EU set to widen Belarus sanctions over migrant crisis

EU's chief diplomat Josep Borrell in Brussels, Belgium, 21 October 2021. [EPA-EFE/OLIVIER HOSLET]

EU’s chief diplomat Josep Borrell confirmed new details on sanctions as EU foreign ministers are set to widen punitive measures against Belarus on Monday (15 November) over what EU officials have called a “hybrid attack” at its eastern border.

“Lukashenko got it wrong, he thought that by acting in this way he would twist our arm and force us to cancel the sanctions,” he told the Journal du Dimanche, a French weekly.

“Quite the opposite is happening,” he added.

The EU’s chief diplomat said ministers would be ready to approve an expanded legal framework on anyone taking part in migrant trafficking, including airlines, travel agencies and officials, which would mean banning their leaders from travelling and freezing their assets in Europe.

Borrell also said the existing sanctions’ framework would be used to target around 30 Lukashenko administration officials involved in the crisis.

EU diplomats indicated to EURACTIV over the weekend that this could include the airport in Minsk, potentially another civil airport as well as hotels housing migrants.

EU considers sanctions on Minsk airport over migrant crisis

The European Union is considering imposing sanctions on Belarus’ main airport in a bid to make it more difficult for airlines to bring in migrants and exacerbate a crisis on the bloc’s borders, two diplomats said on Thursday (11 November).

Although this was included in the draft to be considered on Monday, a final list of people would take weeks to finalise, one diplomat said.

In the past week, the EU has been in talks with international carriers such as Turkish Airlines to urge them to suspend one-way tickets to Minsk, from where the bloc says migrants are transported to the Polish border as a means to pressure the EU.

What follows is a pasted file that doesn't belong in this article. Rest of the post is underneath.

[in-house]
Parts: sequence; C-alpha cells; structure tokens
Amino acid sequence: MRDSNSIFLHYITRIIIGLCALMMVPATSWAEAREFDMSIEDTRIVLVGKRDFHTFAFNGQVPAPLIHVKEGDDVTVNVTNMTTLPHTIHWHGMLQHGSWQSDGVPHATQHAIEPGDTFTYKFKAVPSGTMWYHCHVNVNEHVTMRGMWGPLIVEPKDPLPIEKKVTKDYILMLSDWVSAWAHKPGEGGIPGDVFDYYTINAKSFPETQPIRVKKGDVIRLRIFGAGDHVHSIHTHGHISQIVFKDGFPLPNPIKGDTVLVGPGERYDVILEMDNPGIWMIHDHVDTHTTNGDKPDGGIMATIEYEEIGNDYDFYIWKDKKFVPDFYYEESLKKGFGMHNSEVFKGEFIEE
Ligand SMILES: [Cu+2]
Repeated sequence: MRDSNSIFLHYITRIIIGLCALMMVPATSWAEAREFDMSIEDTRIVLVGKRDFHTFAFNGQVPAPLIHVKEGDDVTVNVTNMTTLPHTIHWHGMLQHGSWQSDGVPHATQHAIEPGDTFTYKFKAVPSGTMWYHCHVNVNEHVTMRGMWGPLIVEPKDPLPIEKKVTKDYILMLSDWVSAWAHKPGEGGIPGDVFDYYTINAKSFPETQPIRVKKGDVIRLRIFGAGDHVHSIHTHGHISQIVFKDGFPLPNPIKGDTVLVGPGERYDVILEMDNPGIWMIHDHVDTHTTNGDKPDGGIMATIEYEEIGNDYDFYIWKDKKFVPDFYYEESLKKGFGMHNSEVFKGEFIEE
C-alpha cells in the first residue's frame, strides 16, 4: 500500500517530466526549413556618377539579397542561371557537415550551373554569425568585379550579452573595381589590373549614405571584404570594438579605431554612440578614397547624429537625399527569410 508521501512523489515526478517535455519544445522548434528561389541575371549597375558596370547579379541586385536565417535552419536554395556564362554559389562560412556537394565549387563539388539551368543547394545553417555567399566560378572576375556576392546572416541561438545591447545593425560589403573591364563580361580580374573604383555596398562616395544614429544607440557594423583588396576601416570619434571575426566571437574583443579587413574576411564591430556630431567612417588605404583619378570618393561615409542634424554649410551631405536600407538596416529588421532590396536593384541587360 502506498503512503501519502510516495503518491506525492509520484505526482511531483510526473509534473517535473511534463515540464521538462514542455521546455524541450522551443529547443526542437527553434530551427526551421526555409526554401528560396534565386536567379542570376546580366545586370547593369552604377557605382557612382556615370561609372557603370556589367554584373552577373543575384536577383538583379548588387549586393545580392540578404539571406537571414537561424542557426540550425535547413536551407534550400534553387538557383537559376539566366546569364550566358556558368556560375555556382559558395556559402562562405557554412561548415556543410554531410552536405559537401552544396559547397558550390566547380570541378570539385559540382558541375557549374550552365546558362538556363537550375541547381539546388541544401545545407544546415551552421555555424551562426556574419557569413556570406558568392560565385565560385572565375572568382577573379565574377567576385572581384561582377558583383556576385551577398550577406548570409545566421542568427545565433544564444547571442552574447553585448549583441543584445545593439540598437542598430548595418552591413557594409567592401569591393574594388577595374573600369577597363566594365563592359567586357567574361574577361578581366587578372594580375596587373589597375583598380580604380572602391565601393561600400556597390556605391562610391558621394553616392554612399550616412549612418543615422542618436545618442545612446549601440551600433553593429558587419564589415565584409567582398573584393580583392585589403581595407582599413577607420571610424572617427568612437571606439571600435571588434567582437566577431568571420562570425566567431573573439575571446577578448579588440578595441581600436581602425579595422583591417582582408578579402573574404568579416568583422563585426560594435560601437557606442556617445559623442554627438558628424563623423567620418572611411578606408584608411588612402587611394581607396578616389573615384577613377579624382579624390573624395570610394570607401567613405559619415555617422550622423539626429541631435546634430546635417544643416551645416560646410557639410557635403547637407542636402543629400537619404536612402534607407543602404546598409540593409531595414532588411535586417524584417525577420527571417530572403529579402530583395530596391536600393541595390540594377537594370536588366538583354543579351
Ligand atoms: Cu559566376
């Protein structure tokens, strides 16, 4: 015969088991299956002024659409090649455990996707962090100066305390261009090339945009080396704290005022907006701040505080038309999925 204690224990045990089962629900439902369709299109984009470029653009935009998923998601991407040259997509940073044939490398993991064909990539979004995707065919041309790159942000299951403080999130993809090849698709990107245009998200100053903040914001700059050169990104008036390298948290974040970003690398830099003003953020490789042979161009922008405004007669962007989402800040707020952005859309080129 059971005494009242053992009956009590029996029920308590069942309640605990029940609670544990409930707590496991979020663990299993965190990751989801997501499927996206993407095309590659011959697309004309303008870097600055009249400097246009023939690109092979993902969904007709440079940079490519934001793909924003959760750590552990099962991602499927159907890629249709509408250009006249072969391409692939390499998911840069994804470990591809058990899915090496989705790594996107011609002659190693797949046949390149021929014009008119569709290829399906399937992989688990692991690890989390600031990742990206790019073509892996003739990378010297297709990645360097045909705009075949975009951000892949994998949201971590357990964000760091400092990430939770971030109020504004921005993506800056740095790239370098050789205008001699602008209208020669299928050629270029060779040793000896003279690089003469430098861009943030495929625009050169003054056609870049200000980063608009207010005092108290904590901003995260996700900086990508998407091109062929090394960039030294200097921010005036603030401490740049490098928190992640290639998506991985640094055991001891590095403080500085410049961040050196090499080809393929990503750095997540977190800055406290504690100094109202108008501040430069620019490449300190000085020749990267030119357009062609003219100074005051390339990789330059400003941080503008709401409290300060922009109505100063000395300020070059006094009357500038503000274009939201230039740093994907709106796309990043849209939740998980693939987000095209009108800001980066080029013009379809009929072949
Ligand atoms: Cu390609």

Following pressure from the EU side, Turkey, one of the routes taken by migrants, has now banned Iraqis, Syrians and Yemenis from flying to Belarus.

German Foreign Minister Heiko Maas said on Sunday (14 November) “all airlines should follow the example of Turkish Airlines and others and consistently refuse Lukashenko’s smuggling business.” 

Private Syrian carrier Cham Wings Airlines has also said it is halting flights to Minsk.

EU pressure on Minsk-bound airlines is bearing fruit, Commission says

The European Commission has established contacts with various airlines in an effort to cut Minsk-facilitated migration routes into Belarus, the EU executive said on Friday (12 November) as several airlines confirmed they will restrict certain practices that could benefit human trafficking.

“Europe is in danger and Europeans do not realize it,” Borrell told the French newspaper.

“Today’s world (…) is no longer governed by the desire for peace and benevolence. We still have power conflicts between carnivores where herbivores are unlikely to survive,” he added.

It was also the first high-level contact between Brussels and Minsk since the migrant crisis on the EU’s eastern border began when  Borrell spoke to Belarusian Foreign Minister Vladimir Makei by phone about “the precarious humanitarian situation” at the Poland-Belarus border on Sunday.

“The current situation is unacceptable and must stop. People should not be used as weapons,” Borrell told Makei.

Following the phone call, Makei said sanctions in the current situation would be “counter-productive”.

Western countries accuse Belarusian President Alexander Lukashenko’s government of engineering the crisis by encouraging migrants to come to Belarus and then taking them to the border.

Lukashenko denies the charges and blames the West for increasing tensions.

Poland’s Interior Minister Mariusz Kaminski had said on Saturday a rumour was being spread among the migrants that Poland would allow them through on Monday and coaches would come from Germany to pick them up.

The government has sent a text message to all foreign mobile phones along the border saying this was “a total lie and nonsense”.

The German foreign ministry has also denied the rumour.

Poland, Lithuania and Latvia consider triggering NATO's Article 4

Poland is in talks with Lithuania and Latvia on whether to ask for consultations under NATO’s Article 4 to discuss the crisis at the Polish-Belarusian border, Polish Prime Minister Mateusz Morawiecki said on Sunday (14 November).

NATO should take “concrete steps” …

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